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Experimental alteration of artificial and natural impact melt rock from the Chesapeake Bay impact structure

By
Julien Declercq
Julien Declercq
Department of Geosciences, University of Oslo, P.O. Box 1047, Oslo, NO 316, Norway
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Henning Dypvik
Henning Dypvik
Department of Geosciences, University of Oslo, P.O. Box 1047, Oslo, NO 316, Norway
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Per Aagaard
Per Aagaard
Department of Geosciences, University of Oslo, P.O. Box 1047, Oslo, NO 316, Norway
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Jens Jahren
Jens Jahren
Department of Geosciences, University of Oslo, P.O. Box 1047, Oslo, NO 316, Norway
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Ray E. Ferrell, Jr.
Ray E. Ferrell, Jr.
Department of Geology and Geophysics, Louisiana State University, Baton Rouge, Louisiana 70803, USA
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J. Wright Horton, Jr.
J. Wright Horton, Jr.
U.S. Geological Survey, 926A National Center, Reston, Virginia 20192, USA
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Published:
January 01, 2009

The alteration or transformation of impact melt rock to clay minerals, particularly smectite, has been recognized in several impact structures (e.g., Ries, Chicxulub, Mjølnir). We studied the experimental alteration of two natural impact melt rocks from suevite clasts that were recovered from drill cores into the Chesapeake Bay impact structure and two synthetic glasses. These experiments were conducted at hydrothermal temperature (265 °C) in order to reproduce conditions found in melt-bearing deposits in the first thousand years after deposition. The experimental results were compared to geochemical modeling (PHREEQC) of the same alteration and to original mineral assemblages in the natural melt rock samples.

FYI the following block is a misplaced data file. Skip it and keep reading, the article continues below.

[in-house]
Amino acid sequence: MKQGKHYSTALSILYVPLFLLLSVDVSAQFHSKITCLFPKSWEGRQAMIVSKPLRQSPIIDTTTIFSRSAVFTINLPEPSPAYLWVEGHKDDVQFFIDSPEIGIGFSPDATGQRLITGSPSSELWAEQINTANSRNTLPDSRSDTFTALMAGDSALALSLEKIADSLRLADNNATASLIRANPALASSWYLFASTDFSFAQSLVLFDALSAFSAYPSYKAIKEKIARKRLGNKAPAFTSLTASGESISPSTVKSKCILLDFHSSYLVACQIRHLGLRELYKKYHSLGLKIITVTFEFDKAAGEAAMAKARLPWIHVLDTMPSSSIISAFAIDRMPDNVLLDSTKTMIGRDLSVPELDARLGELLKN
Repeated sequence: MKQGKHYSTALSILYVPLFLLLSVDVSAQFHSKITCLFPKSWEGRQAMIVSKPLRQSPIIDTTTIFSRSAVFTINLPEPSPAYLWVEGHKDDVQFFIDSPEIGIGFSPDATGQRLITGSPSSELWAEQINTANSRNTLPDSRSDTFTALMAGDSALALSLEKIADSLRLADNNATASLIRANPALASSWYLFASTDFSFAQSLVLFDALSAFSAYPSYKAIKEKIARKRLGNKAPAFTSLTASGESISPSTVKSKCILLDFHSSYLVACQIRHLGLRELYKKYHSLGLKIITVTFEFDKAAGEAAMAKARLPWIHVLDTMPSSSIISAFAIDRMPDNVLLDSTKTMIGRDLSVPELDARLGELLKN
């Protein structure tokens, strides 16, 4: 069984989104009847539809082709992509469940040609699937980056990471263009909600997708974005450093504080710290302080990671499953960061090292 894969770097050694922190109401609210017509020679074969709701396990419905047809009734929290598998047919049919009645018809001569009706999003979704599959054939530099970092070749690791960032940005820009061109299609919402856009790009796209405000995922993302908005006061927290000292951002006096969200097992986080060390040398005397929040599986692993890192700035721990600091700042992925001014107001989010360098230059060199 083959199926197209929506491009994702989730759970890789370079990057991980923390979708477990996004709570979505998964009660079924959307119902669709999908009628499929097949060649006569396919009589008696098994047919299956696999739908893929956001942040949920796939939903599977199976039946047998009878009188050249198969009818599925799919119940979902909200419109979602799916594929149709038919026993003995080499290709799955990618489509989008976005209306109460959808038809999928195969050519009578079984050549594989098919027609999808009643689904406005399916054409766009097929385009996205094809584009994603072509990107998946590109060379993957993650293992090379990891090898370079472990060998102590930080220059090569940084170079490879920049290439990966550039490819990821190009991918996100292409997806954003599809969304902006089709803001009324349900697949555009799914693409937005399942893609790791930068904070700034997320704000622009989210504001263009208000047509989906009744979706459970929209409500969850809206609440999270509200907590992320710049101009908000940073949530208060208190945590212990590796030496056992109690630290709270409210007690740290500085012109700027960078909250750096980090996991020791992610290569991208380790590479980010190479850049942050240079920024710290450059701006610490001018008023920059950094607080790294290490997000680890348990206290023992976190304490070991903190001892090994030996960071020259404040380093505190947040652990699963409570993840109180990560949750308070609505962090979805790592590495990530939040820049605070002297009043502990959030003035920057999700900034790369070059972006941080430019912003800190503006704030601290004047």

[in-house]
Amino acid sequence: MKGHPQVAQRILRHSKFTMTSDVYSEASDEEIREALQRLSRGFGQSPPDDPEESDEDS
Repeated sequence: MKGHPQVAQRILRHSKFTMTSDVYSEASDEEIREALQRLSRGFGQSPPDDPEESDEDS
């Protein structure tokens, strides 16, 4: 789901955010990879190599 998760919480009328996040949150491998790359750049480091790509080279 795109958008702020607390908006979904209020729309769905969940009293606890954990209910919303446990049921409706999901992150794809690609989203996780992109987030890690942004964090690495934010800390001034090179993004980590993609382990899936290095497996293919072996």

In the alteration experiments, clay minerals formed on the surfaces of the melt particles and as fine-grained suspended material. Authigenic expanding clay minerals (saponite and Ca-smectite) and vermiculite/chlorite (clinochlore) were identified in addition to analcime. Ferripyrophyllite was formed in three of four experiments. Comparable minerals were predicted in the PHREEQC modeling. A comparison between the phases formed in our experiments and those in the cores suggests that the natural alteration occurred under hydrothermal conditions similar to those reproduced in the experiment.

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Contents

GSA Special Papers

The ICDP-USGS Deep Drilling Project in the Chesapeake Bay impact structure: Results from the Eyreville Core Holes

Gregory S. Gohn
Gregory S. Gohn
U.S. Geological Survey, Reston, Virginia, USA
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Christian Koeberl
Christian Koeberl
Department of Earth & Planetary Sciences, Rutgers University, USA
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Kenneth G. Miller
Kenneth G. Miller
Museum für Naturkunde–Leibniz Institute at Humboldt University Berlin, Germany
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Wolf Uwe Reimold
Wolf Uwe Reimold
Museum für Naturkunde–Leibniz Institute at Humboldt University Berlin, Germany
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Geological Society of America
Volume
458
ISBN print:
9780813724584
Publication date:
January 01, 2009

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